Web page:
The Old Village Bakery dates to 1510; villagers once carried their cakes to bake in its ovens. Now it hosts Badgers Tea House (closed Sun and Mon), where you can tuck into pancetta sandwiches or a decadent afternoon tea.

Rainy day refuges

On a south-facing slope of the Cradle Valley, the family-owned Rathfinny Estate has been producing sparkling wine for a decade on 230 acres on the outskirts of Alfriston. This year, it became the first sparkling wine grower-producer in the world to achieve B Corp status.

On a dry day, you could follow the Rathfinny Trail to see the vines, but the best way to experience it is on a guided tour and tasting at the Riba-nominated winery, which costs £27.50pp and takes place twice a day at weekends. There is also a restaurant, refreshment hut and accommodation, rathfinnyestate.com.

Around 20 minutes’ drive is the eye-catching Towner Eastbourne, where the Turner Prize will be announced on Tuesday. The gallery is hosting a free-to-visit exhibition of the nominees’ work until next April. Booking recommended, closed Mon (townereastbourne.org.uk).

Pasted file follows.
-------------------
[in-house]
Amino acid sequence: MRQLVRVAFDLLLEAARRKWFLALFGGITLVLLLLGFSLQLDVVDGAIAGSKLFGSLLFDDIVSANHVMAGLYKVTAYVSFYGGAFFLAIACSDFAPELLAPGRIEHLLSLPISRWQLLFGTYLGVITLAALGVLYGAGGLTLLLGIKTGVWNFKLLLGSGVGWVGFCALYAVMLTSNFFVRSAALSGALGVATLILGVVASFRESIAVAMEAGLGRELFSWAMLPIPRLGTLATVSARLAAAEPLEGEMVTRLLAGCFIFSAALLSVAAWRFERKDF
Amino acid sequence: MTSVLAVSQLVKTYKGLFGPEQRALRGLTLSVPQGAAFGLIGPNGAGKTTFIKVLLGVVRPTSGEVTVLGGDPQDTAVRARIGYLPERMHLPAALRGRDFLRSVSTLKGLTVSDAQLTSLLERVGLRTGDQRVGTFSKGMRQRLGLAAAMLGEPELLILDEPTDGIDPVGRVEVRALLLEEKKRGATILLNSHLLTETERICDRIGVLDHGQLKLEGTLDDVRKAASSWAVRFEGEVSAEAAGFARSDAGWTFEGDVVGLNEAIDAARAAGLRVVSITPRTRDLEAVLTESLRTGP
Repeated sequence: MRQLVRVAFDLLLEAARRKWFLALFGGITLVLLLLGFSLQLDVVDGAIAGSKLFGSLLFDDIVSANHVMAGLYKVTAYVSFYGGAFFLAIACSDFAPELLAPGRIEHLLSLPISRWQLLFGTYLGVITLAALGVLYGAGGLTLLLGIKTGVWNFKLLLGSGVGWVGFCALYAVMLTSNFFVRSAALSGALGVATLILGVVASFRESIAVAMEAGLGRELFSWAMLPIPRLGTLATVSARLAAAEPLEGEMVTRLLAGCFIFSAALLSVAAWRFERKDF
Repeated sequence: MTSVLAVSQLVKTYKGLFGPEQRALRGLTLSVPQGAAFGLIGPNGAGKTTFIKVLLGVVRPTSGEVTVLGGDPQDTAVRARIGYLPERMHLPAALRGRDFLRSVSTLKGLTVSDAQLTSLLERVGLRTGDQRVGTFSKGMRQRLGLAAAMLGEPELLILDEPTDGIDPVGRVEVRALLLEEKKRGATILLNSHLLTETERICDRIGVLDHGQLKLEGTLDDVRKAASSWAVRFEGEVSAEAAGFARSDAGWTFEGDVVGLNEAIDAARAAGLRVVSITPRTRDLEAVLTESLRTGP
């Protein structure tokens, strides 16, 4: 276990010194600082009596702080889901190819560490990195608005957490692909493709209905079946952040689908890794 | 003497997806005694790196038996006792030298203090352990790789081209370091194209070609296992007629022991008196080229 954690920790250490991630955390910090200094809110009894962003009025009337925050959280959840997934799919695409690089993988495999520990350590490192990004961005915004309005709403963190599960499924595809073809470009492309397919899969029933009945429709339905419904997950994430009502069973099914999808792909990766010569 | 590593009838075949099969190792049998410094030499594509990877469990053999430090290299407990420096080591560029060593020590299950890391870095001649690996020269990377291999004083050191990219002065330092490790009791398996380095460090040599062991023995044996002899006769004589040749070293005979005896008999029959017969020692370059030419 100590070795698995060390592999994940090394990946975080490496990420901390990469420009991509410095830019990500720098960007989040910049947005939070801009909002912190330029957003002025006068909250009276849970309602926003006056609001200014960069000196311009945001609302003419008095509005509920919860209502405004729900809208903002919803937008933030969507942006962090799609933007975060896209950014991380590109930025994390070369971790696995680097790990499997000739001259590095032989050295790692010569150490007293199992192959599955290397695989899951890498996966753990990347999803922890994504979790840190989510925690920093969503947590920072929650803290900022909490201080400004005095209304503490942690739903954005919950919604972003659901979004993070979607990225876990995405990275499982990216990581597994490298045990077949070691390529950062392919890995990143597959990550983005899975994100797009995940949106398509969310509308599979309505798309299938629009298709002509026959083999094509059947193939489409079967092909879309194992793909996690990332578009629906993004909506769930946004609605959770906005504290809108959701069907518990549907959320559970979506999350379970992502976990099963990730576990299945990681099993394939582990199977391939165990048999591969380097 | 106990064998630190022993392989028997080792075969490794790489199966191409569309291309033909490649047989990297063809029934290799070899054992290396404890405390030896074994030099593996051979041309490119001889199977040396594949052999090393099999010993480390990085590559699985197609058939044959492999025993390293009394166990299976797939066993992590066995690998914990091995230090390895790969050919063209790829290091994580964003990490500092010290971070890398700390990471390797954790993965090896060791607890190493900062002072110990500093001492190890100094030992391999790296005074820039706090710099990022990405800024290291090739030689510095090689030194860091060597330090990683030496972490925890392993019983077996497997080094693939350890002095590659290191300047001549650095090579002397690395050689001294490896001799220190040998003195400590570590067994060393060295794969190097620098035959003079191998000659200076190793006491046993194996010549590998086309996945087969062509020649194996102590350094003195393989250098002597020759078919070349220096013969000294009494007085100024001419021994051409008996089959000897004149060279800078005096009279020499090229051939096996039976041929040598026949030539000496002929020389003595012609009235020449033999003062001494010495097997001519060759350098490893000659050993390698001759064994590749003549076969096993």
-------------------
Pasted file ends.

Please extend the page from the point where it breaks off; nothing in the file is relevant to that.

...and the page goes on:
Turner Prize 2023 Towner Eastbourne Jesse Darling - Turner Prize 2023 - Towner - Angus Mill Photographer Provided by nj@nicolajeffs.com
The Turner Prize 2023
at Towner Eastbourne
(Photo: Angus Mill Photographer)

A drink by the fire

For a village with a population of 760, Alfriston is well served by pubs. There are four to choose from, including The Star. Opposite, The George Inn dates to 1397, its garlanded hops and glowing inglenook fire offering a tempting retreat from winter weather.

On the Tye, The Six Bells is slightly more modern, dating to the 15th century, with brightly painted walls beneath its beams, while The Smugglers, a timber-fronted historic inn that speaks to the smuggling history of the Cuckmere Valley, serves ales from local microbreweries.